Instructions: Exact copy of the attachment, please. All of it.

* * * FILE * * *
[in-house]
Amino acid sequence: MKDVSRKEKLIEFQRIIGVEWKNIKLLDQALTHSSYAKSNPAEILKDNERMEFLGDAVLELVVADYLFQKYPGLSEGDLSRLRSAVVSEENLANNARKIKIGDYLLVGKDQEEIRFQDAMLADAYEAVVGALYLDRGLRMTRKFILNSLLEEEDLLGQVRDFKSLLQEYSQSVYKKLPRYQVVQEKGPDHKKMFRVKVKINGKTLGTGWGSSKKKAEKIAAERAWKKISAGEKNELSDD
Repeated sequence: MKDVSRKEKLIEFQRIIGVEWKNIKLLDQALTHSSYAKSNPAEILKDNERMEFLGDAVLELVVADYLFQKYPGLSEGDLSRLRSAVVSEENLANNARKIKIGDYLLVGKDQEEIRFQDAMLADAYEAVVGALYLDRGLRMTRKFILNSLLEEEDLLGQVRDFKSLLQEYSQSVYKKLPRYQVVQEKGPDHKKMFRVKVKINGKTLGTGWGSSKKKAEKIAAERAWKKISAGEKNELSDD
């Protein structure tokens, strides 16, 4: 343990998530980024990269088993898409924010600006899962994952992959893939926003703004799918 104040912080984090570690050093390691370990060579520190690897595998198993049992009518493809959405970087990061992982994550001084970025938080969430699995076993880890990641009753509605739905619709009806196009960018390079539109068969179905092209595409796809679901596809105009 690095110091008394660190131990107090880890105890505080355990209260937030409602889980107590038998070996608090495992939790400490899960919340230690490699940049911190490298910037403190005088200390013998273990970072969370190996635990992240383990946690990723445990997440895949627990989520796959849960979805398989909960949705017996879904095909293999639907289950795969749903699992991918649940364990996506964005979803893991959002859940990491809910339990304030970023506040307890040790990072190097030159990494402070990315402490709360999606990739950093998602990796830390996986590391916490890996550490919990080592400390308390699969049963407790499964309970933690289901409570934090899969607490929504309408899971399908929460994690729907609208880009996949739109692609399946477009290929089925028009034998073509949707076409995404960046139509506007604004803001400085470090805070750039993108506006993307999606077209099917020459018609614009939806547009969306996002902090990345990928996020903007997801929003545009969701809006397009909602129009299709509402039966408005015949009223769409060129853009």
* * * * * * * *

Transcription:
[in-house]
Amino acid sequence: MKDVSRKEKLIEFQRIIGVEWKNIKLLDQALTHSSYAKSNPAEILKDNERMEFLGDAVLELVVADYLFQKYPGLSEGDLSRLRSAVVSEENLANNARKIKIGDYLLVGKDQEEIRFQDAMLADAYEAVVGALYLDRGLRMTRKFILNSLLEEEDLLGQVRDFKSLLQEYSQSVYKKLPRYQVVQEKGPDHKKMFRVKVKINGKTLGTGWGSSKKKAEKIAAERAWKKISAGEKNELSDD
Repeated sequence: MKDVSRKEKLIEFQRIIGVEWKNIKLLDQALTHSSYAKSNPAEILKDNERMEFLGDAVLELVVADYLFQKYPGLSEGDLSRLRSAVVSEENLANNARKIKIGDYLLVGKDQEEIRFQDAMLADAYEAVVGALYLDRGLRMTRKFILNSLLEEEDLLGQVRDFKSLLQEYSQSVYKKLPRYQVVQEKGPDHKKMFRVKVKINGKTLGTGWGSSKKKAEKIAAERAWKKISAGEKNELSDD
């Protein structure tokens, strides 16, 4: 343990998530980024990269088993898409924010600006899962994952992959893939926003703004799918 104040912080984090570690050093390691370990060579520190690897595998198993049992009518493809959405970087990061992982994550001084970025938080969430699995076993880890990641009753509605739905619709009806196009960018390079539109068969179905092209595409796809679901596809105009 690095110091008394660190131990107090880890105890505080355990209260937030409602889980107590038998070996608090495992939790400490899960919340230690490699940049911190490298910037403190005088200390013998273990970072969370190996635990992240383990946690990723445990997440895949627990989520796959849960979805398989909960949705017996879904095909293999639907289950795969749903699992991918649940364990996506964005979803893991959002859940990491809910339990304030970023506040307890040790990072190097030159990494402070990315402490709360999606990739950093998602990796830390996986590391916490890996550490919990080592400390308390699969049963407790499964309970933690289901409570934090899969607490929504309408899971399908929460994690729907609208880009996949739109692609399946477009290929089925028009034998073509949707076409995404960046139509506007604004803001400085470090805070750039993108506006993307999606077209099917020459018609614009939806547009969306996002902090990345990928996020903007997801929003545009969701809006397009909602129009299709509402039966408005015949009223769409060129853009």